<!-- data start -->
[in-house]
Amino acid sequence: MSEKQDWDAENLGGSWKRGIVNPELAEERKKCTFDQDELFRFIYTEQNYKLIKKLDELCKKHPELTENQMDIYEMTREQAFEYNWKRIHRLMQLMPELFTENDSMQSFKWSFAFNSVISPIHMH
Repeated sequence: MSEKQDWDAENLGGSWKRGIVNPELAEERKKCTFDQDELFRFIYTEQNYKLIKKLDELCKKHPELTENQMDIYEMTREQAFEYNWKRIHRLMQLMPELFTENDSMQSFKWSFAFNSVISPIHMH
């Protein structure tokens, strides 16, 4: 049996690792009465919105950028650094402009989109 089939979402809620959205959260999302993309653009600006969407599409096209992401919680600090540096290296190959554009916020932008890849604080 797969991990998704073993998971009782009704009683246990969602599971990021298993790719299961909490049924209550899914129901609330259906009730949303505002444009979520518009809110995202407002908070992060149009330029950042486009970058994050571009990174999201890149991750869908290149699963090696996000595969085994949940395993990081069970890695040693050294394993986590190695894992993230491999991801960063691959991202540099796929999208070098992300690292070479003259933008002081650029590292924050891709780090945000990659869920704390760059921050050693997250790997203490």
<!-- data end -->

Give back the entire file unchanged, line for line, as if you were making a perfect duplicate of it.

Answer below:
[in-house]
Amino acid sequence: MSEKQDWDAENLGGSWKRGIVNPELAEERKKCTFDQDELFRFIYTEQNYKLIKKLDELCKKHPELTENQMDIYEMTREQAFEYNWKRIHRLMQLMPELFTENDSMQSFKWSFAFNSVISPIHMH
Repeated sequence: MSEKQDWDAENLGGSWKRGIVNPELAEERKKCTFDQDELFRFIYTEQNYKLIKKLDELCKKHPELTENQMDIYEMTREQAFEYNWKRIHRLMQLMPELFTENDSMQSFKWSFAFNSVISPIHMH
């Protein structure tokens, strides 16, 4: 049996690792009465919105950028650094402009989109 089939979402809620959205959260999302993309653009600006969407599409096209992401919680600090540096290296190959554009916020932008890849604080 797969991990998704073993998971009782009704009683246990969602599971990021298993790719299961909490049924209550899914129901609330259906009730949303505002444009979520518009809110995202407002908070992060149009330029950042486009970058994050571009990174999201890149991750869908290149699963090696996000595969085994949940395993990081069970890695040693050294394993986590190695894992993230491999991801960063691959991202540099796929999208070098992300690292070479003259933008002081650029590292924050891709780090945000990659869920704390760059921050050693997250790997203490």